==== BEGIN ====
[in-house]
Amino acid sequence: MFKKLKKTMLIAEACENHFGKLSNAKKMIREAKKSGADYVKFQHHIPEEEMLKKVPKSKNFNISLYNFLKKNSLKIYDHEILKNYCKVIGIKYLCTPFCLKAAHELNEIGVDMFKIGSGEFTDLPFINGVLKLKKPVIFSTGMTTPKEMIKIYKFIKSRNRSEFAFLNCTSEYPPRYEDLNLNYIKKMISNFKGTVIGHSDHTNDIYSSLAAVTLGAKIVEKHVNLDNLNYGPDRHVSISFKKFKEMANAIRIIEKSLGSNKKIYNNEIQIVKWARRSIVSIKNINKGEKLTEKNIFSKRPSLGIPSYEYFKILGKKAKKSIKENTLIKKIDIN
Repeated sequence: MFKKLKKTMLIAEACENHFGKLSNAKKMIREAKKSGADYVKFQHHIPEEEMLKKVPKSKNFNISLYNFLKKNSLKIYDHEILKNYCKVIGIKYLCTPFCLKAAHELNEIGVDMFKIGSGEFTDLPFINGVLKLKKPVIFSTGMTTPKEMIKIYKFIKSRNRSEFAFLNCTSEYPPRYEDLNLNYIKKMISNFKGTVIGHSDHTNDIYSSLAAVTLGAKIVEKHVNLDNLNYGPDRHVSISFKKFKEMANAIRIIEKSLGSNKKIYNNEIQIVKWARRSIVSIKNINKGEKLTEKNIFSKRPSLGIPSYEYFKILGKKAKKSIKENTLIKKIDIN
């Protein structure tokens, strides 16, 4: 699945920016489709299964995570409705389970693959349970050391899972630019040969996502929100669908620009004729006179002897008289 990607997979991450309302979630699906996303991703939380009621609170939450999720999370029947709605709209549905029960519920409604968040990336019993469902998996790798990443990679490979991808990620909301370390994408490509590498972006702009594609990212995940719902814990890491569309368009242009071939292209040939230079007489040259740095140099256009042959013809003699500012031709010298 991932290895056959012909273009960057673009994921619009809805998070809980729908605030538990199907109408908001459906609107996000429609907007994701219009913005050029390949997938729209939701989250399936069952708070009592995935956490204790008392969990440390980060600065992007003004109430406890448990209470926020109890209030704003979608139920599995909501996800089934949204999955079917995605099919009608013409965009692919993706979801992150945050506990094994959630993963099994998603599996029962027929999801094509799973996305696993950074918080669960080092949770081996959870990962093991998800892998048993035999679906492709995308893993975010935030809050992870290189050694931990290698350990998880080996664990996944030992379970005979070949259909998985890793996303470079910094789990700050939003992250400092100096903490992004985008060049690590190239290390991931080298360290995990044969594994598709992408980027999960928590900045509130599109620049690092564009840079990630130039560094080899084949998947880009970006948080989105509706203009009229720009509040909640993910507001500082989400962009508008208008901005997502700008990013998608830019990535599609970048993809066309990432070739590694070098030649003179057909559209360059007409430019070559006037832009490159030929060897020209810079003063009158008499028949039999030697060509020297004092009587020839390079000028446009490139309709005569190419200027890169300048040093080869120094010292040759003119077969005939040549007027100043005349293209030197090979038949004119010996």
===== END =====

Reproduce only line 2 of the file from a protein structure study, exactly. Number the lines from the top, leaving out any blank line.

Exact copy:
Amino acid sequence: MFKKLKKTMLIAEACENHFGKLSNAKKMIREAKKSGADYVKFQHHIPEEEMLKKVPKSKNFNISLYNFLKKNSLKIYDHEILKNYCKVIGIKYLCTPFCLKAAHELNEIGVDMFKIGSGEFTDLPFINGVLKLKKPVIFSTGMTTPKEMIKIYKFIKSRNRSEFAFLNCTSEYPPRYEDLNLNYIKKMISNFKGTVIGHSDHTNDIYSSLAAVTLGAKIVEKHVNLDNLNYGPDRHVSISFKKFKEMANAIRIIEKSLGSNKKIYNNEIQIVKWARRSIVSIKNINKGEKLTEKNIFSKRPSLGIPSYEYFKILGKKAKKSIKENTLIKKIDIN